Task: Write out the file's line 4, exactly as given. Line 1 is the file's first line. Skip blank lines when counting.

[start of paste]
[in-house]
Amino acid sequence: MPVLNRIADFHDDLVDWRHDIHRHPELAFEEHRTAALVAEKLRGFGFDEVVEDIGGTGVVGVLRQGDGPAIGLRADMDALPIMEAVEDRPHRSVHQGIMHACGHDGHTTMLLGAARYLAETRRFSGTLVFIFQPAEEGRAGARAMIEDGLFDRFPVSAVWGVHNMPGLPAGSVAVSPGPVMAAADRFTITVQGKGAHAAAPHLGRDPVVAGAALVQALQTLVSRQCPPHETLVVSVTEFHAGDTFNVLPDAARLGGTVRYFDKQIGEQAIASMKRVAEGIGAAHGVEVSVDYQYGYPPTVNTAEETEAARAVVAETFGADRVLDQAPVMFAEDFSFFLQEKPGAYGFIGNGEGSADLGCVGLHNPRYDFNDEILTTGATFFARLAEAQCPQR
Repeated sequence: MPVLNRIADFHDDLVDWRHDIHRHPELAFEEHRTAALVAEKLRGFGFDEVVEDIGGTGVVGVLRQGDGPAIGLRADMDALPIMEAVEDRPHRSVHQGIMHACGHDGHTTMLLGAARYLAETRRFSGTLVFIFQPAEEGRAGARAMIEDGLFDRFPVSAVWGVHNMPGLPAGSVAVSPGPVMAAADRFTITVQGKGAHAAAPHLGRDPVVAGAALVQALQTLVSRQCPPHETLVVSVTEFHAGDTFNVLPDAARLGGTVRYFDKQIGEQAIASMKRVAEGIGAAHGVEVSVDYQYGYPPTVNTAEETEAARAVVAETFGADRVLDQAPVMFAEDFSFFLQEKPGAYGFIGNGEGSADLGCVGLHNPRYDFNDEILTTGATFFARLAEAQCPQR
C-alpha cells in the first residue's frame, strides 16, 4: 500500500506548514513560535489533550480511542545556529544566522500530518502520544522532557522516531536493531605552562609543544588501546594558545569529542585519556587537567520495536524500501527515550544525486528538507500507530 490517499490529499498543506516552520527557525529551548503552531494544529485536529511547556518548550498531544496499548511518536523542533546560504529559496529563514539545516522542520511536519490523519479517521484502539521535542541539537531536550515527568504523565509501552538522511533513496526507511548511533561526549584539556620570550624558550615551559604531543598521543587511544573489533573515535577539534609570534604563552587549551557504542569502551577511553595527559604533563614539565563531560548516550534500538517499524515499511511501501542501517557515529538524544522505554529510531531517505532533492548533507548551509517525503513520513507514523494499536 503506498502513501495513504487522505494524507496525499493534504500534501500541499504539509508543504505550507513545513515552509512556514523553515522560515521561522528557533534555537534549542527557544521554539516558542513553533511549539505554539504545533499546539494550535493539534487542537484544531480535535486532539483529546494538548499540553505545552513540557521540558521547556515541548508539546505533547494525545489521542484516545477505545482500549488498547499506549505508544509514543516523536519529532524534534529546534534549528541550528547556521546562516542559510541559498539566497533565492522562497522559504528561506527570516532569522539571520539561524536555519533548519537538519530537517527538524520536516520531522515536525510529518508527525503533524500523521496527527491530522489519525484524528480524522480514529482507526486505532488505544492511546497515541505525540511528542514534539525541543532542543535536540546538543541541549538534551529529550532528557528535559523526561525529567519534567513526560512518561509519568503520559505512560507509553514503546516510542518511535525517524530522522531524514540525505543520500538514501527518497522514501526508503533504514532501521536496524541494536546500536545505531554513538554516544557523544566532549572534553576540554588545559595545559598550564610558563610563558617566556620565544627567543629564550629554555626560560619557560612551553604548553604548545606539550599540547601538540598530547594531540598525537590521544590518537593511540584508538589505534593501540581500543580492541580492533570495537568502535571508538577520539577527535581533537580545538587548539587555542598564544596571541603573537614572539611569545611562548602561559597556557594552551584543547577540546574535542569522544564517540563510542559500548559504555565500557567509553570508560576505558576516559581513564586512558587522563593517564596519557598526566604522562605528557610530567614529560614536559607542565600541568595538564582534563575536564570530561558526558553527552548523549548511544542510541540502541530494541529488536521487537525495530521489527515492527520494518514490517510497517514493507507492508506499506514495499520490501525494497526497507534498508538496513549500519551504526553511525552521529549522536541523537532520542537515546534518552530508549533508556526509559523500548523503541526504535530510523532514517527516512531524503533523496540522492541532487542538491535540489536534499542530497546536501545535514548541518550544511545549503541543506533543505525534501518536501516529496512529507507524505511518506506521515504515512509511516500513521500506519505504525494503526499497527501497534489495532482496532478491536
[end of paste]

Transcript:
C-alpha cells in the first residue's frame, strides 16, 4: 500500500506548514513560535489533550480511542545556529544566522500530518502520544522532557522516531536493531605552562609543544588501546594558545569529542585519556587537567520495536524500501527515550544525486528538507500507530 490517499490529499498543506516552520527557525529551548503552531494544529485536529511547556518548550498531544496499548511518536523542533546560504529559496529563514539545516522542520511536519490523519479517521484502539521535542541539537531536550515527568504523565509501552538522511533513496526507511548511533561526549584539556620570550624558550615551559604531543598521543587511544573489533573515535577539534609570534604563552587549551557504542569502551577511553595527559604533563614539565563531560548516550534500538517499524515499511511501501542501517557515529538524544522505554529510531531517505532533492548533507548551509517525503513520513507514523494499536 503506498502513501495513504487522505494524507496525499493534504500534501500541499504539509508543504505550507513545513515552509512556514523553515522560515521561522528557533534555537534549542527557544521554539516558542513553533511549539505554539504545533499546539494550535493539534487542537484544531480535535486532539483529546494538548499540553505545552513540557521540558521547556515541548508539546505533547494525545489521542484516545477505545482500549488498547499506549505508544509514543516523536519529532524534534529546534534549528541550528547556521546562516542559510541559498539566497533565492522562497522559504528561506527570516532569522539571520539561524536555519533548519537538519530537517527538524520536516520531522515536525510529518508527525503533524500523521496527527491530522489519525484524528480524522480514529482507526486505532488505544492511546497515541505525540511528542514534539525541543532542543535536540546538543541541549538534551529529550532528557528535559523526561525529567519534567513526560512518561509519568503520559505512560507509553514503546516510542518511535525517524530522522531524514540525505543520500538514501527518497522514501526508503533504514532501521536496524541494536546500536545505531554513538554516544557523544566532549572534553576540554588545559595545559598550564610558563610563558617566556620565544627567543629564550629554555626560560619557560612551553604548553604548545606539550599540547601538540598530547594531540598525537590521544590518537593511540584508538589505534593501540581500543580492541580492533570495537568502535571508538577520539577527535581533537580545538587548539587555542598564544596571541603573537614572539611569545611562548602561559597556557594552551584543547577540546574535542569522544564517540563510542559500548559504555565500557567509553570508560576505558576516559581513564586512558587522563593517564596519557598526566604522562605528557610530567614529560614536559607542565600541568595538564582534563575536564570530561558526558553527552548523549548511544542510541540502541530494541529488536521487537525495530521489527515492527520494518514490517510497517514493507507492508506499506514495499520490501525494497526497507534498508538496513549500519551504526553511525552521529549522536541523537532520542537515546534518552530508549533508556526509559523500548523503541526504535530510523532514517527516512531524503533523496540522492541532487542538491535540489536534499542530497546536501545535514548541518550544511545549503541543506533543505525534501518536501516529496512529507507524505511518506506521515504515512509511516500513521500506519505504525494503526499497527501497534489495532482496532478491536